Dartmouth Researchers Receive Awards from Patient-Centered Outcomes Research Institute

Dror Ben-Zeev, PhD, an assistant professor of psychiatry at Dartmouth's Geisel School of Medicine, and Rachel Thompson, PhD, an assistant professor of health policy and clinical practice at the Dartmouth Institute for Health Policy and Clinical Practice, received $1.88 million and $2 million respectively, from the Patient-Centered Outcomes Research Institute (PCORI) to support their research.

PCORI-funded projects advance the field of comparative clinical effectiveness research and provide patients, healthcare providers, and other clinical decision makers with information that will help them make better-informed choices.

“Through their support of comparative effectiveness research, PCORI grants augment results from traditional clinical trials.  This represents a vital aspect of health care delivery science and these awards to Dror and Rachel demonstrate the innovative research that we are conducting in this important area of medicine,” says Duane Compton, PhD, interim dean of the Geisel School of Medicine.

At the forefront of developing technology-based resources to support psychiatric care, Ben-Zeev and his team are comparing mobile health and clinic-based self-management interventions for people with serious mental illness.As principal investigator, he will lead the Chicago-based project in partnership with patients and providers at Thresholds Psychiatric Rehabilitation Centers. The study focuses on examining the engagement, satisfaction, and clinical outcomes of individuals with psychiatric illnesses who use a novel smartphone intervention in their own environments in comparison to those who receive clinic-based care.

“I am very excited to work with a talented team of academic researchers, mental health advocates, and patient-investigators on this innovative project,” says Ben-Zeev.  “There is a lot of enthusiasm in the healthcare community about using mobile tools, such as smartphones, to deliver treatments for psychiatric illnesses. This will be one of the first studies to directly examine whether such mHealth strategies can produce patient outcomes that are equal or even superior to more traditional approaches.”

Thompson is examining the comparative effectiveness of patient- and provider-directed strategies for increasing shared decision-making in reproductive health care. In response to her recent findings that women and doctors have different opinions about what is important when discussing and choosing birth control—Thompson and her team have developed tools to bridge that conversational divide in order to arrive at the best contraceptive option for each woman.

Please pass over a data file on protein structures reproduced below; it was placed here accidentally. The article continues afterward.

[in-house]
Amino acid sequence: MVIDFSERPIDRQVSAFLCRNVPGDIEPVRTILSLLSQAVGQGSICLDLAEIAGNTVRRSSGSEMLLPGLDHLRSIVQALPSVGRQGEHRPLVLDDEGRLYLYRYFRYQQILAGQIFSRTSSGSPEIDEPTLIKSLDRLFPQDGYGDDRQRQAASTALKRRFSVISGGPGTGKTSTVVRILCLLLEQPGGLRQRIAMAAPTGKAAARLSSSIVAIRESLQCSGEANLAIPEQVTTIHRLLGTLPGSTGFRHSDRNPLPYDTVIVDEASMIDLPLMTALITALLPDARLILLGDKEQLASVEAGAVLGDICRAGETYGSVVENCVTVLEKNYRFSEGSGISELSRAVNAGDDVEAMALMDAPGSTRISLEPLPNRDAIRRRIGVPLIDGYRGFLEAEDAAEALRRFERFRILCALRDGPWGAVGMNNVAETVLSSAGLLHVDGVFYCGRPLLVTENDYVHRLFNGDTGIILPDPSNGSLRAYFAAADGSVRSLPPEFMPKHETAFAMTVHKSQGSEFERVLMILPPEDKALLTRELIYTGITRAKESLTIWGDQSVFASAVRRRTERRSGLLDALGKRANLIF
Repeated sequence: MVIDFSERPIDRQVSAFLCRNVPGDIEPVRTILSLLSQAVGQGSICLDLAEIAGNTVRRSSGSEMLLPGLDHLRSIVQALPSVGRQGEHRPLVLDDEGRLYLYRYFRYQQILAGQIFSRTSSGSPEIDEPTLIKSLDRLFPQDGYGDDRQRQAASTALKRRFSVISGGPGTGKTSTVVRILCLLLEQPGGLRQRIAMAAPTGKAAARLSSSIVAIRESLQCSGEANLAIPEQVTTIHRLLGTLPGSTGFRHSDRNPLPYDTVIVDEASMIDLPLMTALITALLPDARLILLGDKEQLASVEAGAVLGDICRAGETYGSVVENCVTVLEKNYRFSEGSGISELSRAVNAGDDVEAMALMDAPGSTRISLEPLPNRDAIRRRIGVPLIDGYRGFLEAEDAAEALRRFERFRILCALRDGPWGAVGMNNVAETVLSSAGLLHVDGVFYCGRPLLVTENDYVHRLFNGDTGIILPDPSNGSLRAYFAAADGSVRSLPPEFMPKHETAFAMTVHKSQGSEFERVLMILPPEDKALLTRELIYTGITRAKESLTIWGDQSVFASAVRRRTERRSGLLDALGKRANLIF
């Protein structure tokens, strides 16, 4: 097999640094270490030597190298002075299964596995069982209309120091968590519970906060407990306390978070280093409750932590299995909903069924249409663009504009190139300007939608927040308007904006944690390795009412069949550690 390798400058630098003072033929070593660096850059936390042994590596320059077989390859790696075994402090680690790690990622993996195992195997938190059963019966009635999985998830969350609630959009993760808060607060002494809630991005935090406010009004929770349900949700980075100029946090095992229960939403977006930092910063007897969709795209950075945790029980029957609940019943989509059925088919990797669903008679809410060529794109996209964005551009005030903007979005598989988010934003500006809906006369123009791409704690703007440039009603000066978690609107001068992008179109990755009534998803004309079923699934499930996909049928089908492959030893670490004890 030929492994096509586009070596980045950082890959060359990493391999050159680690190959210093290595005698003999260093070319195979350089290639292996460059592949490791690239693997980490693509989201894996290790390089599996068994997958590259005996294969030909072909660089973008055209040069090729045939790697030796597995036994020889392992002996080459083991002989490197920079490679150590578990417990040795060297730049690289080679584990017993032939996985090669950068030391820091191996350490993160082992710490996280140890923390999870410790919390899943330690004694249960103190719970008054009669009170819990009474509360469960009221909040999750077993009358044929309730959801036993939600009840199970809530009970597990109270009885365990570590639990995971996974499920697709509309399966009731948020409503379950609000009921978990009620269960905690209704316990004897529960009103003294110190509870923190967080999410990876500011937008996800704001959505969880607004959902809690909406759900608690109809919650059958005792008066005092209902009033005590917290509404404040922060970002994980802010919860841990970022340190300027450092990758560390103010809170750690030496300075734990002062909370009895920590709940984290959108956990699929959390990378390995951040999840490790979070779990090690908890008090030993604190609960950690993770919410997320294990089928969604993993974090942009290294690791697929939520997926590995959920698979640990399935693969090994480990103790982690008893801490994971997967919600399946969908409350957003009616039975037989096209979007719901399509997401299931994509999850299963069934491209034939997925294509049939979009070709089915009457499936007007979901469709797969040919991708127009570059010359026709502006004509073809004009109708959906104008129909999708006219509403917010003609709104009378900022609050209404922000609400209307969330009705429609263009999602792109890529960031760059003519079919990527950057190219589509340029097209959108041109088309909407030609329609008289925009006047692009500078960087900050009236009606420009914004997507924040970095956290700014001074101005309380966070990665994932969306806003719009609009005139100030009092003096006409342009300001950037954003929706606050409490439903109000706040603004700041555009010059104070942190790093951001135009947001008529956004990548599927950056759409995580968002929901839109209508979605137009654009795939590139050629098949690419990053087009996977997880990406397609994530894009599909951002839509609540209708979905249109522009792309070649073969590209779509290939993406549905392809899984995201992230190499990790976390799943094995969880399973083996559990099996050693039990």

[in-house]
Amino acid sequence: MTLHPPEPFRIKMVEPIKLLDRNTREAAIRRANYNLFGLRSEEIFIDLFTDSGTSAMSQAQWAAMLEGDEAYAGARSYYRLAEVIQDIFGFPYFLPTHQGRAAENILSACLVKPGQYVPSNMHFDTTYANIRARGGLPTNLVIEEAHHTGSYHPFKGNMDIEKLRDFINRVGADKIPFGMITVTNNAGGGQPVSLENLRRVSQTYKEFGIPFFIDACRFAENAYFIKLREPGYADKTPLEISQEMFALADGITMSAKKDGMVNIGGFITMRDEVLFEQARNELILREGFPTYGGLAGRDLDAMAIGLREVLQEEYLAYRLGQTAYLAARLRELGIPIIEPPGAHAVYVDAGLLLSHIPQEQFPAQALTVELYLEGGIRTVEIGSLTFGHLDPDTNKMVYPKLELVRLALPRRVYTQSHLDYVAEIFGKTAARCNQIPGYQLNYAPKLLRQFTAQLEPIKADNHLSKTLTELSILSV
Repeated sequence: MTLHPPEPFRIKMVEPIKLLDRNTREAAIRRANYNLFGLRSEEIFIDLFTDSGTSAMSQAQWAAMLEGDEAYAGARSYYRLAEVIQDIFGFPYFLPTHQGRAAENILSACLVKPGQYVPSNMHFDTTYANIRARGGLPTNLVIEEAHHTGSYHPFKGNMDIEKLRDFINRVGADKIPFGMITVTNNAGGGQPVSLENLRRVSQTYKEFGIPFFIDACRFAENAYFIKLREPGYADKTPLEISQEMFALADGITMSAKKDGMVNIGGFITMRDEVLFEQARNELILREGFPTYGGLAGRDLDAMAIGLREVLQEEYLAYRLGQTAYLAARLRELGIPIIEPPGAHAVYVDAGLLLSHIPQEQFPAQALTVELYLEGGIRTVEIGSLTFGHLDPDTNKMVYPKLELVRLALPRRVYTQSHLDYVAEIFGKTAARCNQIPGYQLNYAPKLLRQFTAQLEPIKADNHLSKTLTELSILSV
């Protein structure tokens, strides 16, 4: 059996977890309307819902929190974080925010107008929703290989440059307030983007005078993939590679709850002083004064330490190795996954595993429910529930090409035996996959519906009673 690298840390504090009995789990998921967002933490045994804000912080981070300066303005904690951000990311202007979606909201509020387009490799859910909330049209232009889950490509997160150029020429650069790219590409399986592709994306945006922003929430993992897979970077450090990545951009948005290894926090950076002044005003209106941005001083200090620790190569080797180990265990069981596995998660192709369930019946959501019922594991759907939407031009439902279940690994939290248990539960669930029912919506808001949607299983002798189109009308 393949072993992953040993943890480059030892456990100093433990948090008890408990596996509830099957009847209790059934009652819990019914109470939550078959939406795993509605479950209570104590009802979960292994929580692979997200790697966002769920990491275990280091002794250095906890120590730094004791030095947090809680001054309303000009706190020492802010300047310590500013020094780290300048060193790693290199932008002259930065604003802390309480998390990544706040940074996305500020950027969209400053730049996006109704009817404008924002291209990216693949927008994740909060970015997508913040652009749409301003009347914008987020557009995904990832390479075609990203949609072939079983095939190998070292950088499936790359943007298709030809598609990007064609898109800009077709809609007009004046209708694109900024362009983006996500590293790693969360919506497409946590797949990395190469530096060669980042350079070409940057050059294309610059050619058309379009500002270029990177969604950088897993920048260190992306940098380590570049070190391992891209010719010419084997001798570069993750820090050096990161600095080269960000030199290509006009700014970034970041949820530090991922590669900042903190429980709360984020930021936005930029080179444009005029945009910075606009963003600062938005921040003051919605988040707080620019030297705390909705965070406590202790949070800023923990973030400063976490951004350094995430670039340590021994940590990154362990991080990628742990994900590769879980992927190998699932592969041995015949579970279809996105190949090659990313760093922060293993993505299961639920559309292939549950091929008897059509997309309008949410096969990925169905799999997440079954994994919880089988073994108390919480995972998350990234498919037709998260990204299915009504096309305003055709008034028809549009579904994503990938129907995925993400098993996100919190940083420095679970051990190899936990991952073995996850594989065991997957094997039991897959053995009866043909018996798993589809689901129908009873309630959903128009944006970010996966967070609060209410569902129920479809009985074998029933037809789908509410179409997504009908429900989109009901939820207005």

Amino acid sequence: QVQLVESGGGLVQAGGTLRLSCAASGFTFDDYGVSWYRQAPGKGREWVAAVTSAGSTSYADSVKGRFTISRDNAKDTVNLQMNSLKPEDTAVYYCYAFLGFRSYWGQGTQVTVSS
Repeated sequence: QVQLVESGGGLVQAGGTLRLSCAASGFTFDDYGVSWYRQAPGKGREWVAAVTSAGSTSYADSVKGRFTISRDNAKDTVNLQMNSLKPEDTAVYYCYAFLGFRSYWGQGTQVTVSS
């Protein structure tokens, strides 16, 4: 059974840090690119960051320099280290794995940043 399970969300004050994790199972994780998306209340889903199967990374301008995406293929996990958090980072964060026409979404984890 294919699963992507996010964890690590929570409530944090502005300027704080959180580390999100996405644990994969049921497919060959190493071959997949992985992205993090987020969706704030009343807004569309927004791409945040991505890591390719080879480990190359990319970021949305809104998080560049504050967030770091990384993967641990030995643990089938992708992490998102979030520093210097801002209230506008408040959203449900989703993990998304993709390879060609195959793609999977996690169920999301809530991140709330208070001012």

“In the U.S., 51 percent of all pregnancies are unintended,” Thompson says. “This award from PCORI will allow us to conduct critical research on how best to improve communication and shared decision-making about contraceptive methods and also examine downstream effects on women’s satisfaction with their contraceptive method, adherence, and experience of unintended pregnancy.”

PCORI Executive Director Joe Selby, MD, MPH, says the projects were selected not only for their scientific merit and commitment to engaging patients and other stakeholders, but also for their potential to fill an important gap in our health knowledge and give people information to help them weigh the effectiveness of their care options. “We look forward to following the studies’ progress and working with the Dartmouth team to share the results.”

Ben-Zeev’s and Thompson’s studies were selected through a highly competitive review process in which patients, clinicians, and other stakeholders joined clinical scientists to evaluate the proposals. Projects were assessed for scientific merit, how well they will engage patients and other stakeholders, and their methodological rigor among other criteria. The awards have been approved pending completion of business and programmatic reviews by PCORI staff and issuance of formal award contracts to Dartmouth.

About the Patient-Centered Outcomes Research Institute

PCORI is an independent, non-profit organization committed to seeking input from a broad range of stakeholders to guide its work. It has approved $671 million to support 360 research studies and initiatives since it began funding research in 2012. For more information about PCORI funding, visit http://pcori.org.

About the Geisel School of Medicine at Dartmouth

Founded in 1797, the Geisel School of Medicine at Dartmouth strives to improve the lives of the communities it serves through excellence in learning, discovery, and healing. The Geisel School of Medicine is renowned for its leadership in medical education, health care policy and delivery science, biomedical research, global health, and in creating innovations that improve lives worldwide. As one of America’s leading medical schools, Dartmouth’s Geisel School of Medicine is committed to training new generations of diverse leaders who will help solve our most vexing challenges in health care.